Study of Metal and Oxide based Synaptic Transistors by Ionic liquid Gating for Neuromorphic Computing
Neuromorphic Computing (NC), which emulates neural activities of the human brain, is considered for low-power implementation of artificial intelligence. Towards realizing NC, fabrication, and investigations of synaptic devices replicating the functionalities of the biological counterparts are essential. Emulation of synaptic plasticity, which is the basis for learning and memory in human brain is viewed as a key step for hardware implementation of NC. In this work, we have demonstrated three-terminal synaptic transistors by ionic-liquid gating, based on various materials and mainly focused on emulating essential synaptic functionalities. In the first work, we have studied the emulation of synaptic properties in cobalt-based synaptic transistor by ionic-liquid gating. The transfer curve exhibited a giant hysteresis loop demonstrating a nonvolatile and reversible change of channel conductance, suitable for emulation of synaptic functionalities. This is the first demonstration of a synaptic device using a metallic channel. We have emulated several functions, including excitatory/inhibitory postsynaptic conductance, paired-pulse facilitation/depression in the device, demonstrating short-term plasticity. Furthermore, a transition from short-term to long-term plasticity is shown by tuning the gate pulse amplitude, duration, and number. We have mimicked an important cognitive behavior, learning-relearning -forgetting, showing resemblance to the human brain. Along with memory and learning, the device showed dynamic filtering behavior. The second work deals with the study of permalloy-based synaptic transistor by ionic-liquid gating. We have realized a conductance modulation of 11% at room temperature, one of the highest among metals. The multilevel, nonvolatile conductance states were realized by applying gate pulses of different amplitudes that are crucial for emulation of synaptic properties. In the permalloy-based synaptic transistor, we mimicked the “multistore model” of the human memory system. We showed a transition from short-term memory to long-term memory by varying the gate pulse amplitude, duration, and number. Long-term potentiation/depression demonstrating long-term plasticity has been emulated. The calculated energy consumption (~230 pJ/spike) was lower than CMOS-based synaptic devices (~900 pJ/spike). In the third work, we explored an important spine ferrite, Fe3O4 based synaptic transistor. Synaptic functions like spike amplitude-dependent plasticity, spike duration-dependent plasticity have been emulated in the ionic-liquid gated Fe3O4 based synaptic transistor. Continuous cycles of potentiation and depression have been emulated, reflecting good cyclic tolerance and stable characteristics of the synaptic device. In the fourth and final work, we investigated synaptic transistor based on Ru doped cobalt ferrite (CRFO). As most of the original neuromorphic devices are evolved from memory devices, CRFO thin film, a magnetic semiconductor with perpendicular magnetic anisotropy, has potential application in NC. In CRFO based synaptic transistor, multilevel, nonvolatile states were realized by controlled interfacial electrochemical doping of the channel under programmed gate voltages. We have emulated several important synaptic functions like spike amplitude/duration-dependent plasticity, long-term potentiation/depression.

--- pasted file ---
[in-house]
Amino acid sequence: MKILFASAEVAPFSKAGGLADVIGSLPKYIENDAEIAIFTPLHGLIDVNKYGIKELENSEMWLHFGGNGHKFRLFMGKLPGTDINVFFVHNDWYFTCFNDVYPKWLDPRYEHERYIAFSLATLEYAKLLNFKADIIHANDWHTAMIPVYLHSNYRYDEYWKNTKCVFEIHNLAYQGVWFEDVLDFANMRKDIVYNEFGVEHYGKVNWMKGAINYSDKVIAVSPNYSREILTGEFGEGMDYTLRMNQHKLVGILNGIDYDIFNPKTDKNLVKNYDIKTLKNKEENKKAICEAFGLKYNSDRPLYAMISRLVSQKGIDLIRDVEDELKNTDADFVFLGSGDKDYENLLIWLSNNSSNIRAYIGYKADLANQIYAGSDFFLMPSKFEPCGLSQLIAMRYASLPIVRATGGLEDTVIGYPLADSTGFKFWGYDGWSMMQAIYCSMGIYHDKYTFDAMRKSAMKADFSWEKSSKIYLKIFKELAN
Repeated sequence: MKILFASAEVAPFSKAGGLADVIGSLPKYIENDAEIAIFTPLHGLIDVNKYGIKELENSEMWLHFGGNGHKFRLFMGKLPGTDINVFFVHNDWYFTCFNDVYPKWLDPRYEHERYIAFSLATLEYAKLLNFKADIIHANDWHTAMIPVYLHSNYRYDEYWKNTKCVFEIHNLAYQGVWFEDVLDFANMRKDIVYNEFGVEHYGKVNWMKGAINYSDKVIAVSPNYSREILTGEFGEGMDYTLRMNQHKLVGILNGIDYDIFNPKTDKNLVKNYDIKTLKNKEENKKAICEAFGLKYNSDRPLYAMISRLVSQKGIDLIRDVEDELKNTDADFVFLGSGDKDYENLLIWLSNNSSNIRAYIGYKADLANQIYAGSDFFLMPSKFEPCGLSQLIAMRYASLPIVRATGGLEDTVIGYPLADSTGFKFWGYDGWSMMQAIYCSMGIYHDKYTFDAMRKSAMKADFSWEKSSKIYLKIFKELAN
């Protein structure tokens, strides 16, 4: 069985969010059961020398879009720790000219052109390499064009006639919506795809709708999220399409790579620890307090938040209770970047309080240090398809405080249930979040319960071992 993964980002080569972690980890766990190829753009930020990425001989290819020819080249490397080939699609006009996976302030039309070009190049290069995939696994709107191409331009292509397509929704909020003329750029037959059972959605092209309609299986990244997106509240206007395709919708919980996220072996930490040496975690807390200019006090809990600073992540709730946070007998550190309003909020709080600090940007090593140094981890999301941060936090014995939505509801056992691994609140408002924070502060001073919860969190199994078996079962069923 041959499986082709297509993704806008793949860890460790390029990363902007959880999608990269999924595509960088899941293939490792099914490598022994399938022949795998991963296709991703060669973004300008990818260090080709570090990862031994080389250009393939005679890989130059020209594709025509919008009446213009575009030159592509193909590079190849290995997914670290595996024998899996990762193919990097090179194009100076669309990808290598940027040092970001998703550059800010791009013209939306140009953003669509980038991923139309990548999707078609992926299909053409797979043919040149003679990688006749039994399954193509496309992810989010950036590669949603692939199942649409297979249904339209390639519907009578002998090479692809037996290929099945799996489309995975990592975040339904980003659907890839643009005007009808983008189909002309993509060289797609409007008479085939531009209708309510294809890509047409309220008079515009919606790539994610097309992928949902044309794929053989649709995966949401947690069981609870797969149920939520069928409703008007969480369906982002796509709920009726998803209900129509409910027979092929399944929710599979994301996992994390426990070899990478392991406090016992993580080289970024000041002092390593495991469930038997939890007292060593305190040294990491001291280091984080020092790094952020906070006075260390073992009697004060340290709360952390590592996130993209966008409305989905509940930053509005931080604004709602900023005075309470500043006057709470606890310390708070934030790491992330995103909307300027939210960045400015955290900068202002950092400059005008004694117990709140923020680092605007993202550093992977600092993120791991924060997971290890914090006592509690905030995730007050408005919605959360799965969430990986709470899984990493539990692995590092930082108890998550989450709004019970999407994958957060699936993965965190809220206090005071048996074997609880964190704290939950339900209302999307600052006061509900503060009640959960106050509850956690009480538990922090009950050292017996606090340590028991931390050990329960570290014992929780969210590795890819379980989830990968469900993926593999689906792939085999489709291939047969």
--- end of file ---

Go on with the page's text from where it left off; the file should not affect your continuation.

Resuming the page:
- Physics (PHY) 
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